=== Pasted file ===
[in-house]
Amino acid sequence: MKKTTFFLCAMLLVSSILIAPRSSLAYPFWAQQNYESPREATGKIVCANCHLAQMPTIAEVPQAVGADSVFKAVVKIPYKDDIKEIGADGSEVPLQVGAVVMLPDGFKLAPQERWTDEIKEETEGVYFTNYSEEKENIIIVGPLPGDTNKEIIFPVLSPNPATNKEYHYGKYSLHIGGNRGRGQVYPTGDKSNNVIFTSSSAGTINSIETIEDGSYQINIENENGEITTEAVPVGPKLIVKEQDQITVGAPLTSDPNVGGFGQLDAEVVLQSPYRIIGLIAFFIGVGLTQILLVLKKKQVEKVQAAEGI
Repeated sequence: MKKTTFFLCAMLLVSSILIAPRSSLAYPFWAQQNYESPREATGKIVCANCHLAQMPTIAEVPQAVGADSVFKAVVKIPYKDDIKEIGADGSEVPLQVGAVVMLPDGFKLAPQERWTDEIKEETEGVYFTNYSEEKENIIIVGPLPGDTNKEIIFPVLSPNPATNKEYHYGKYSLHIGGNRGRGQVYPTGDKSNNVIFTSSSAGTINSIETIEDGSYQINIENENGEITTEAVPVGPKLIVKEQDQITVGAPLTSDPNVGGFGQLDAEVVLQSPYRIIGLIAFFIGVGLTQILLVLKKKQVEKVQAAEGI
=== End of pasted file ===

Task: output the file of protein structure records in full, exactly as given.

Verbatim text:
[in-house]
Amino acid sequence: MKKTTFFLCAMLLVSSILIAPRSSLAYPFWAQQNYESPREATGKIVCANCHLAQMPTIAEVPQAVGADSVFKAVVKIPYKDDIKEIGADGSEVPLQVGAVVMLPDGFKLAPQERWTDEIKEETEGVYFTNYSEEKENIIIVGPLPGDTNKEIIFPVLSPNPATNKEYHYGKYSLHIGGNRGRGQVYPTGDKSNNVIFTSSSAGTINSIETIEDGSYQINIENENGEITTEAVPVGPKLIVKEQDQITVGAPLTSDPNVGGFGQLDAEVVLQSPYRIIGLIAFFIGVGLTQILLVLKKKQVEKVQAAEGI
Repeated sequence: MKKTTFFLCAMLLVSSILIAPRSSLAYPFWAQQNYESPREATGKIVCANCHLAQMPTIAEVPQAVGADSVFKAVVKIPYKDDIKEIGADGSEVPLQVGAVVMLPDGFKLAPQERWTDEIKEETEGVYFTNYSEEKENIIIVGPLPGDTNKEIIFPVLSPNPATNKEYHYGKYSLHIGGNRGRGQVYPTGDKSNNVIFTSSSAGTINSIETIEDGSYQINIENENGEITTEAVPVGPKLIVKEQDQITVGAPLTSDPNVGGFGQLDAEVVLQSPYRIIGLIAFFIGVGLTQILLVLKKKQVEKVQAAEGI